Thursday, February 18, 2010

Asking for help, aka librarian anxiety disorder

I am learning that most people have no idea what they are looking for, when they go to a library, and they have no idea how to talk to a librarian--and often, that they even can ask. Apparently there really is a condition called librarian anxiety disorder, and I have totally had it, in the past. When I see the kinds of questions people ask a librarian, real and imagined, I think--who knew you could ask a librarian all this kind of stuff!

Did you know you can go to a reference desk and say, I really enjoyed Harry Potter, or Amanda Cross, or A Tale of Two Cities, or Maus, what else is there out there? And they will say, oh, I'm glad you asked! Let me tell you, show you, show you this long list, take you to the stacks and have at it. It's called a reader's advisory and it can be as simple as that list or as complicated as, "I'm doing research on how the U.S. Constitution is an outdated antique that should be thrown out entirely; most countries in the world have revised their constitutions since the end of World War II, and of all the 150+ new ones since then, all have parliamentary systems, none have our reactionary 250-year-old system, originally devised as a response to the 18th century British system." I sure want to write that article, but is any of that true? A reference librarian sure can tell me.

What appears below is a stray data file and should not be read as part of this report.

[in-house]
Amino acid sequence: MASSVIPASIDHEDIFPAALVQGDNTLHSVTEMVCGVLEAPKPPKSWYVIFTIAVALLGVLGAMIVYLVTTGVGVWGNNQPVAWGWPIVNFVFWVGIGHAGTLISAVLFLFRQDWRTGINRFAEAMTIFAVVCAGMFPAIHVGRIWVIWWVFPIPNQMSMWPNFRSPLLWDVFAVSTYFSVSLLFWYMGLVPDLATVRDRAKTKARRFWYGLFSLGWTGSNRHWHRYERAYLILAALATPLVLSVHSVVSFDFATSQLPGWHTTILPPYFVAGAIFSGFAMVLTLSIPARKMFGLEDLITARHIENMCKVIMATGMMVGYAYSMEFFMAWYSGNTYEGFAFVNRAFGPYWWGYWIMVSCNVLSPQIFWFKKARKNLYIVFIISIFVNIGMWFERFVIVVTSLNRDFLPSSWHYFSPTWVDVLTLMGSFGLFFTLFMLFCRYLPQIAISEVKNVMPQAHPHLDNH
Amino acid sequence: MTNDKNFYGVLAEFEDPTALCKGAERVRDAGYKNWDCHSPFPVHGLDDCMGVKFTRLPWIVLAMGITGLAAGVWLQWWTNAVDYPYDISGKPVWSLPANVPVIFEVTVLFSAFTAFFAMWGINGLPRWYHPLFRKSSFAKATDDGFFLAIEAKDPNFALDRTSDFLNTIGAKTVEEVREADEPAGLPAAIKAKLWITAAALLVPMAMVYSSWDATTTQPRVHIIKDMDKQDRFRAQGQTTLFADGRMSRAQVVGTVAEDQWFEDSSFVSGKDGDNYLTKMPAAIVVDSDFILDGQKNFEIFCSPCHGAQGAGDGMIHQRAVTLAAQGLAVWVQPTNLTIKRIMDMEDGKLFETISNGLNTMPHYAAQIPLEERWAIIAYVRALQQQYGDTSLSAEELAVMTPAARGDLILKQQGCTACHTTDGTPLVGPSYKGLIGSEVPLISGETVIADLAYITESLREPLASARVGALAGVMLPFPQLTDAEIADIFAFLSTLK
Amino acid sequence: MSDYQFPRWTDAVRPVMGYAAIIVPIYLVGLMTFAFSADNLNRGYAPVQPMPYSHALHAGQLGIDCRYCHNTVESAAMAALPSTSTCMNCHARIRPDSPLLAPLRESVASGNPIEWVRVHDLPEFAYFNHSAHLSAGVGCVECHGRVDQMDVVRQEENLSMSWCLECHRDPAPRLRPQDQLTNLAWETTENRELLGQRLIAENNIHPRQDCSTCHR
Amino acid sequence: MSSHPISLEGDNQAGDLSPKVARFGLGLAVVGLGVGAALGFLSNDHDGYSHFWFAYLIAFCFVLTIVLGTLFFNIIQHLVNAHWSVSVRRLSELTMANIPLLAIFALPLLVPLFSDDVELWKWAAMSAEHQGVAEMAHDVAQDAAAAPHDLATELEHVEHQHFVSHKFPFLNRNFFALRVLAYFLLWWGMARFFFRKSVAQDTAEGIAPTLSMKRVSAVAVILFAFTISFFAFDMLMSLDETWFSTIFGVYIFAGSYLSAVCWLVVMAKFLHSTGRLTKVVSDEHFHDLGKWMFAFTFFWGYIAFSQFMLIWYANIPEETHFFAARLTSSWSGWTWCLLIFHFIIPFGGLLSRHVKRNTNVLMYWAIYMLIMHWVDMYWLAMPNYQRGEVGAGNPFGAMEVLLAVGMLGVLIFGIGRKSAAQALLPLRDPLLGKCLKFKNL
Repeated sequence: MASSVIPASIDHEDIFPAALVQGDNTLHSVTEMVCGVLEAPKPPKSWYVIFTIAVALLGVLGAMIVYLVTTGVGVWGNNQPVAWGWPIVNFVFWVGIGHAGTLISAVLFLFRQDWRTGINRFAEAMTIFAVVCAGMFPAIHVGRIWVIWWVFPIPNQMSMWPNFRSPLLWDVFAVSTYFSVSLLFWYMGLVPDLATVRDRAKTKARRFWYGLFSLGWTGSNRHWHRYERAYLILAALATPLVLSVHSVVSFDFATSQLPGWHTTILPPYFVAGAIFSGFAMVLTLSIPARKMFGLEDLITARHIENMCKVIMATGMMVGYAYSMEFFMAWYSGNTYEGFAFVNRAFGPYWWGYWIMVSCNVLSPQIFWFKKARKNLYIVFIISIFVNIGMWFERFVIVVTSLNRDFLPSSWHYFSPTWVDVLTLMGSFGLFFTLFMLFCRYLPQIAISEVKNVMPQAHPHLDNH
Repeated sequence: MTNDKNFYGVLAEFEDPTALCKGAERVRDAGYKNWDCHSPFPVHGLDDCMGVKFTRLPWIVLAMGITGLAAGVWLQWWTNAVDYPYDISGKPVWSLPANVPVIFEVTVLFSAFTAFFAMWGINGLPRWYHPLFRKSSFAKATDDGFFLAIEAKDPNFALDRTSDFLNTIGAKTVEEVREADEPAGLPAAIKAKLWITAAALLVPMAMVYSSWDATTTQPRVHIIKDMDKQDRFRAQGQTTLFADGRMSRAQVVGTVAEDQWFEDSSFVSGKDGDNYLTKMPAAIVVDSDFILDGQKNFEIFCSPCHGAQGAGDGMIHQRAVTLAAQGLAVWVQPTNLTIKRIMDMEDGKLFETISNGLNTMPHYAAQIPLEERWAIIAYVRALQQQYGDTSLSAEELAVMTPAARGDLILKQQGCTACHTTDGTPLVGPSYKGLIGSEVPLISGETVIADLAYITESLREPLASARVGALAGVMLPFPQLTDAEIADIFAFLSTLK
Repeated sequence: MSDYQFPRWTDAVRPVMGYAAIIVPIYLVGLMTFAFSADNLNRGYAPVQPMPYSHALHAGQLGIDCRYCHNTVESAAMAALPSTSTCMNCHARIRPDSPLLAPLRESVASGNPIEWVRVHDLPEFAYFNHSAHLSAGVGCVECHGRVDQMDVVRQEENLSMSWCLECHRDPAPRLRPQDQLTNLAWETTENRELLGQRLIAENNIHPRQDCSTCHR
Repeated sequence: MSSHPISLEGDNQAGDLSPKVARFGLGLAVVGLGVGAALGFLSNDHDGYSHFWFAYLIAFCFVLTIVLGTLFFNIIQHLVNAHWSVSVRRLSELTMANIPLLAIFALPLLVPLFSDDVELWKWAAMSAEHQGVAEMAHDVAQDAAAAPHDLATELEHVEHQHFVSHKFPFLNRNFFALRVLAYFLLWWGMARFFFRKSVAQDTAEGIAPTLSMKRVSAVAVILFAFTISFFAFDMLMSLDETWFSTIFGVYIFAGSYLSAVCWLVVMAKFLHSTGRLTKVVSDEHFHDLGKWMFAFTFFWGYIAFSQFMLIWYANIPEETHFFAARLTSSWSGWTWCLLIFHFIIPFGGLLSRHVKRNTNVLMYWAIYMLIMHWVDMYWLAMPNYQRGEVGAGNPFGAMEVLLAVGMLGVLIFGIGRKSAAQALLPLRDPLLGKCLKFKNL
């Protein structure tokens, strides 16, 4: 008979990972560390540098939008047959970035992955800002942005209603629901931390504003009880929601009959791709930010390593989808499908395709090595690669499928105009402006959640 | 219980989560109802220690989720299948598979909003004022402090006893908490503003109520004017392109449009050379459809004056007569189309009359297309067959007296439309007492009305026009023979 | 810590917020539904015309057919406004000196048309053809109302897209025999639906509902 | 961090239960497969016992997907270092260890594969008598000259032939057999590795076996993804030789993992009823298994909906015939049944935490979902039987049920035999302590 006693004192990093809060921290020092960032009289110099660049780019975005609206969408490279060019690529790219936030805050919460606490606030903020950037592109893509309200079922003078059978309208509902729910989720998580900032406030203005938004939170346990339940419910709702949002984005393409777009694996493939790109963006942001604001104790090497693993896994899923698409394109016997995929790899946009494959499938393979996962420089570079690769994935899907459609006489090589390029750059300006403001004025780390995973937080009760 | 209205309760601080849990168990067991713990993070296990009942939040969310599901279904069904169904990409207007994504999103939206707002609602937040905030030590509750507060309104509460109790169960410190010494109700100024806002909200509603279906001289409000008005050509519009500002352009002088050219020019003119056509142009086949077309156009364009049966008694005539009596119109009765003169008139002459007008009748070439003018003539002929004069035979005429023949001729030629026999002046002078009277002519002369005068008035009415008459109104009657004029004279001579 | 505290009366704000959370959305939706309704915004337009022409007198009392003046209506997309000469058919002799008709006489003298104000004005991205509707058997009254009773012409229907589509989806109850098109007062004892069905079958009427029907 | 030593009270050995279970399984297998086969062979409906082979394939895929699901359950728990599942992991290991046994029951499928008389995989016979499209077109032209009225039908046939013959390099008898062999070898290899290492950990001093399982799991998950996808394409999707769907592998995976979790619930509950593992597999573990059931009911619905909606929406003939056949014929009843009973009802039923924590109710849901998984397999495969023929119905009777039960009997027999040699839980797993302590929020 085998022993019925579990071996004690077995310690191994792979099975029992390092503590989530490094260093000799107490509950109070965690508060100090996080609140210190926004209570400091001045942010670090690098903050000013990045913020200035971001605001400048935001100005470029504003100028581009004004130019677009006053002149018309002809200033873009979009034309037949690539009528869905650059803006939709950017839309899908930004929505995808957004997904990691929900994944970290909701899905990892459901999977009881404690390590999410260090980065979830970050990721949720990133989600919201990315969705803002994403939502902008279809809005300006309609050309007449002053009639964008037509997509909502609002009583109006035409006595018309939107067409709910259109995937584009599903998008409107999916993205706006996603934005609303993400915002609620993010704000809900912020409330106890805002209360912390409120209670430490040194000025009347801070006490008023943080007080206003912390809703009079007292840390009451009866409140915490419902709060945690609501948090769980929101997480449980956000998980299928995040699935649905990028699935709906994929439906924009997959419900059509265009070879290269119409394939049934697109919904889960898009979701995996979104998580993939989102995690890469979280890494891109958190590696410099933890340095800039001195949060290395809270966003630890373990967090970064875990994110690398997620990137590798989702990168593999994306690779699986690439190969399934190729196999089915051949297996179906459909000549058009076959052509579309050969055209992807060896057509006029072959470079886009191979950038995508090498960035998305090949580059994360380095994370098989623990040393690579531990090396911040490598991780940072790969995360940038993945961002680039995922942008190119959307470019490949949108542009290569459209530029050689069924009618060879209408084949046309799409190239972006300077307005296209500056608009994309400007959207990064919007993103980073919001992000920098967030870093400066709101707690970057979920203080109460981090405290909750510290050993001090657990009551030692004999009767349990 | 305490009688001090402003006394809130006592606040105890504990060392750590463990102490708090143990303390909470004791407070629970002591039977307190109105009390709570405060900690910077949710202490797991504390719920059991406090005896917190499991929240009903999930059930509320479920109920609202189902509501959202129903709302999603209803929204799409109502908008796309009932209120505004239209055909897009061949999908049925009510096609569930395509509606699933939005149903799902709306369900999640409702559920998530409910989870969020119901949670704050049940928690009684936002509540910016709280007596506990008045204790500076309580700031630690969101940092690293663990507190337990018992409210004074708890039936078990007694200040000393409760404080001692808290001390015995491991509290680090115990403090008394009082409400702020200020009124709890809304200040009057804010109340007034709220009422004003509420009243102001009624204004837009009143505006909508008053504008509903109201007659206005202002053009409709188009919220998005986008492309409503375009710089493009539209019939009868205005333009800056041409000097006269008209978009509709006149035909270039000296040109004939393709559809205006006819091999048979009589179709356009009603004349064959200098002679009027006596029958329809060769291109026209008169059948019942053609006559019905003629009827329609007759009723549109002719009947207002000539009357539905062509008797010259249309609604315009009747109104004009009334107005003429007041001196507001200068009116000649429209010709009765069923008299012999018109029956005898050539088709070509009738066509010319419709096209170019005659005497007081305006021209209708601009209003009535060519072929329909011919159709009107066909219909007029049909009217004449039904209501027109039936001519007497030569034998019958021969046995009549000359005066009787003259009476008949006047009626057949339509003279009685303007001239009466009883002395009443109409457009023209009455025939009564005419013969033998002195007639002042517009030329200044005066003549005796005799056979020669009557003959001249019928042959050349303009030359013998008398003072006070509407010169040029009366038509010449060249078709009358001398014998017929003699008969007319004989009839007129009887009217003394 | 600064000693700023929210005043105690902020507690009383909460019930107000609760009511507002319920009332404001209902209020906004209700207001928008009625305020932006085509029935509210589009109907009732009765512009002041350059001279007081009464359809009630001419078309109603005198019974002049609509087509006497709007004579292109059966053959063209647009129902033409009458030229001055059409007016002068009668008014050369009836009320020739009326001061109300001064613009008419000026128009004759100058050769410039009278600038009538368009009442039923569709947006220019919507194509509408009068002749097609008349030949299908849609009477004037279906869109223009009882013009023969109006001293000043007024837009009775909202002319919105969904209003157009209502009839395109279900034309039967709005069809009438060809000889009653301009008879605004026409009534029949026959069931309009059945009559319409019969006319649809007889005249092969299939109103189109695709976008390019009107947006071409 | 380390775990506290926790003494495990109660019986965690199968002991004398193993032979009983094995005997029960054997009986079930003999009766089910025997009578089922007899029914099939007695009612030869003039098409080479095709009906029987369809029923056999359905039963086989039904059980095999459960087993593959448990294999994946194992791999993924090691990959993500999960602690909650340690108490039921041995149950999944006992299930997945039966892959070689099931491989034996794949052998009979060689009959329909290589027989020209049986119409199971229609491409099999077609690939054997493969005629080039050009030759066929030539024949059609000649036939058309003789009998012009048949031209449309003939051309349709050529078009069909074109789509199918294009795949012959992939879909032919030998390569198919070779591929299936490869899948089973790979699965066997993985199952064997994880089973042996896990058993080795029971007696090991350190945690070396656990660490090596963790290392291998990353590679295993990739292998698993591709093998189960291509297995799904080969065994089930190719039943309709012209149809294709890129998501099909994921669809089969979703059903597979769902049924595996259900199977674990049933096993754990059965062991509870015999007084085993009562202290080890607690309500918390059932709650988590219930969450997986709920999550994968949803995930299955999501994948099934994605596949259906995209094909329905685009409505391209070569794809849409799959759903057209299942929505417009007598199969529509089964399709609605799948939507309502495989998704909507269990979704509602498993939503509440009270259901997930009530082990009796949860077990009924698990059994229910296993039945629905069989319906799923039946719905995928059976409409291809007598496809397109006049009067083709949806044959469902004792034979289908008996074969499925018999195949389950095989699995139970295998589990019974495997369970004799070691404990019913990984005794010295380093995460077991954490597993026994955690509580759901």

I am volunteering at my local library and yesterday the woman who is supervising me gave me a list of real questions patrons had asked her and her colleagues. The first one was someone wanting information about the guy who known for using a certain drug that has three letters and was particularly popular in the ‘50s and ‘60s until it became illegal, and the question that was posed was, who was the guy who invented DNA?

It's like the patron thought they had to figure out the answer before they asked the question, something I've suffered from my whole life, in a different context. And what happens is the librarian has to dig and dig to get at the real question. This is a part of the human condition, one of the librarians tells me. He's been in the biz for 30 years and he says that when he's on the other side of the encounter he still poses questions that way, much as he knows he's not supposed to.

That is, if people even know they can ask. Librarians, and reference librarians in particular, are amazing, and we should all bow down and give praise for their existence. I'm reading "This Book Is Overdue! How Librarians and Cybrarians Can Save Us All" by a former colleague from LIFE, Marilyn Johnson, and it's a very exciting field right now. I'll comment more on that book when I've finished it.

By the way, I am blogging for the Simmons admissions office and my first post is up. I'll be posting every Thursday. And if you click on my name or photo it takes you to my bio. Tell me what you think.

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